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Sabrina Hassan is an alumna of the 2016 CLS Swahili program in Arusha, Tanzania. She is currently a junior at Boston University majoring in international relations and African studies. Sabrina was born in Zanzibar to a Croatian mother and a Zanzibari father, and moved to the United States when she was one year old. Since then she has lived in various parts of the U.S. including Alaska, New Jersey, Virginia, and Texas. When she is not travelling, Sabrina spends long hours in the kitchen experimenting with new recipes and unknown spices. She identifies as a female nomad and a cookie enthusiast.

Why Swahili?

I was born in Tanzania, but moved away before I could learn the language. In the States, I spoke English and only developed a true interest for Kiswahili and Zanzibar when I graduated from high school and was looking for ways to explore the world outside of the classroom.  At the age of 19, I went back to Zanzibar where I lived in my father’s village and spent 7 months learning how to speak, cook, and live with my relatives. Today, learning to speak Kiswahili fluently isn’t only a professional and educational goal -- it is also largely personal, as it allows me to converse with my own family!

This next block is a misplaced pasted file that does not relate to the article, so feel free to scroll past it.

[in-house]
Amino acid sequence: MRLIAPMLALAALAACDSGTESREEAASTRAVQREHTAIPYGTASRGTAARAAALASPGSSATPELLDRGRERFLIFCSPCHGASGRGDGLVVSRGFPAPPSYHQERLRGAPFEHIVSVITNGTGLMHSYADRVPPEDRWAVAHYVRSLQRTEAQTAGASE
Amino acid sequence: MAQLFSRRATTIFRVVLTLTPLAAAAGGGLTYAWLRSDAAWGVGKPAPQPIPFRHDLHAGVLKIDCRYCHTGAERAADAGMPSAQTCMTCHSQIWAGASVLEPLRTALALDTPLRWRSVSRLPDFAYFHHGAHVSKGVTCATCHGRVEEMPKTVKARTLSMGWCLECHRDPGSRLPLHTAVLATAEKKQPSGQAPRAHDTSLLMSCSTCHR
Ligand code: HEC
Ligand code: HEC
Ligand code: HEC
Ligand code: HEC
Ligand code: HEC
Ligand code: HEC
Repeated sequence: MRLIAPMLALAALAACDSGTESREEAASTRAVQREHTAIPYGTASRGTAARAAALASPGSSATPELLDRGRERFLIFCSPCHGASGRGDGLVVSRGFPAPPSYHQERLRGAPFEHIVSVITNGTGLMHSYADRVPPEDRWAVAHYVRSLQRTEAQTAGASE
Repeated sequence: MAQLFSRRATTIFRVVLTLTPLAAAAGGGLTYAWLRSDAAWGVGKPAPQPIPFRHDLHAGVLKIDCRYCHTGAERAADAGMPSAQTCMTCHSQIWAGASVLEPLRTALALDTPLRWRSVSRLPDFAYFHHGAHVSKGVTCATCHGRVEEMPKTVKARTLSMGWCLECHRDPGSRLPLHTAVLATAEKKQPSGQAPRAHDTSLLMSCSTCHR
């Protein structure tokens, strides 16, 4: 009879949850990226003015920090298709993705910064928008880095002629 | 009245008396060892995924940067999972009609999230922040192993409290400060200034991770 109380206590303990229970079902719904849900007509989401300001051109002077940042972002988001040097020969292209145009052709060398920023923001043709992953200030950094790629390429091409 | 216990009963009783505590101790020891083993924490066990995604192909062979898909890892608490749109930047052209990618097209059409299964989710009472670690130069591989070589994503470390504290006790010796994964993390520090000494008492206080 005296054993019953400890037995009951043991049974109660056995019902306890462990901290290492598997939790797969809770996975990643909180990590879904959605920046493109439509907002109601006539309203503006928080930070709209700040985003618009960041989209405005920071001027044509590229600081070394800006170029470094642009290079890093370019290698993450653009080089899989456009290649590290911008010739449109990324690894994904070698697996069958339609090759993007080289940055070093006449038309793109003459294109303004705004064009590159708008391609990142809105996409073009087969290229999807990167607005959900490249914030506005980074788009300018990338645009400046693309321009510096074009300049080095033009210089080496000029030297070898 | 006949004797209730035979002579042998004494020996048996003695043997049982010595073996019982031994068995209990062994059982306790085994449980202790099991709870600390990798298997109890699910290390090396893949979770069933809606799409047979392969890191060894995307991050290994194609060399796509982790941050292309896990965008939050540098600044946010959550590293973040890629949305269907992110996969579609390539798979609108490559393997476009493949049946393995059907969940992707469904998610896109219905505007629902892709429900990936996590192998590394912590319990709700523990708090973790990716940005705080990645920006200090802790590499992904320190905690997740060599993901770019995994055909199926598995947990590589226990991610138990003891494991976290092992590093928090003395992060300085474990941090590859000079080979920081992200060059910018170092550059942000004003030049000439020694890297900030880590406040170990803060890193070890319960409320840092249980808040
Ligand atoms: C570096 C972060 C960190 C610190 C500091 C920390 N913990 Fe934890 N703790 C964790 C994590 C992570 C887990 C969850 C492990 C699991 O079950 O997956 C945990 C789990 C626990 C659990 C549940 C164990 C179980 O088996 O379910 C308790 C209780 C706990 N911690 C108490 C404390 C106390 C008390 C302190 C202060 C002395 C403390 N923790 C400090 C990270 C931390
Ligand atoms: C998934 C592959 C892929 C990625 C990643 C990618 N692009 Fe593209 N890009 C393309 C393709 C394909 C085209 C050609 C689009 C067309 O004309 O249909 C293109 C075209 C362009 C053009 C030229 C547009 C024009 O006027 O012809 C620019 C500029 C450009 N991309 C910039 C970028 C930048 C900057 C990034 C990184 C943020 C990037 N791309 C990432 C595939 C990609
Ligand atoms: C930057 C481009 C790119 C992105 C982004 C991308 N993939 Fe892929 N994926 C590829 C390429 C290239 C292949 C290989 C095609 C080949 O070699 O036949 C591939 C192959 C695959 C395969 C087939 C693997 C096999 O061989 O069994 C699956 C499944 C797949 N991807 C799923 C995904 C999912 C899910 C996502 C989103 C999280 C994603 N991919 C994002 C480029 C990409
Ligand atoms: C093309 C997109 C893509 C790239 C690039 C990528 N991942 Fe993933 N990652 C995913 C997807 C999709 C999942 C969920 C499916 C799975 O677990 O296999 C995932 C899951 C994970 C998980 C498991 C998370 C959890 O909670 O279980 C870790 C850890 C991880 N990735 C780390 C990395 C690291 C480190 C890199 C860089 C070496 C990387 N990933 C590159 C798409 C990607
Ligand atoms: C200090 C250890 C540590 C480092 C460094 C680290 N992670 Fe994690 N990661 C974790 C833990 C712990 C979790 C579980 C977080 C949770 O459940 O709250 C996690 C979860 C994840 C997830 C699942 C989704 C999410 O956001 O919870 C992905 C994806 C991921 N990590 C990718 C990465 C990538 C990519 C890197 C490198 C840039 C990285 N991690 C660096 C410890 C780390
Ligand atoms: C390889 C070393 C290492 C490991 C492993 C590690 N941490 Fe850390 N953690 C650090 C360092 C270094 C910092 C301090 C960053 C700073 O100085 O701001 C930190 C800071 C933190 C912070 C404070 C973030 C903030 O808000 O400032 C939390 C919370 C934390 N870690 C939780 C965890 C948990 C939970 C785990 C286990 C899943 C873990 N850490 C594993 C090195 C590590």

Open Discourse

My most meaningful conversations as a CLS participant occurred in my host family’s home. For dinner, my CLS roommate (with whom I grew very close) and I would sit together with our two host sisters and discuss everything from our favorite movies to juicy relationship gossip. From the start, our conversations were always light-hearted and fun as our meals were flavored with laughter; however, as the weeks passed, I noticed that our conversations grew more serious. One day, my host sisters nonchalantly complimented my features, praising the “straightness” of my curly hair, and the “lightness” of my colored skin.  Without a moment of hesitation, my CLS roommate and I dived into a conversation on beauty standards and race. To this day, I think back on that conversation, and the ones that followed, and remark on how satisfying it is to engage in meaningful conversation across continents!

In a Word…

When you’re in Tanzania, one of the first phrases you’ll learn is “Hamna Shida” which roughly translates to “no worries.”  People say it all the time to vocalize how they won’t let little things bother them.  You apologize to your friend for not paying them back on time? “Hamna Shida,” they’ll respond. The bus hasn’t arrived on time? “Hamna Shida,” you’ll tell yourself. The market is all out of passion fruit? Hamna Shida. You have 5 midterms, 4 applications to write, and are running on 3 hours of sleep? Hamna Shida.

Words of Wisdom

Language skills and the ability to communicate with others are important skills to have when conducting research!  As a researcher, I don’t simply aim to sit behind a computer screen; rather, I want to be out in the fields directly talking to people. Learning Kiswahili helps make that possible as it diversifies the groups of people that I’m able to communicate with.

 


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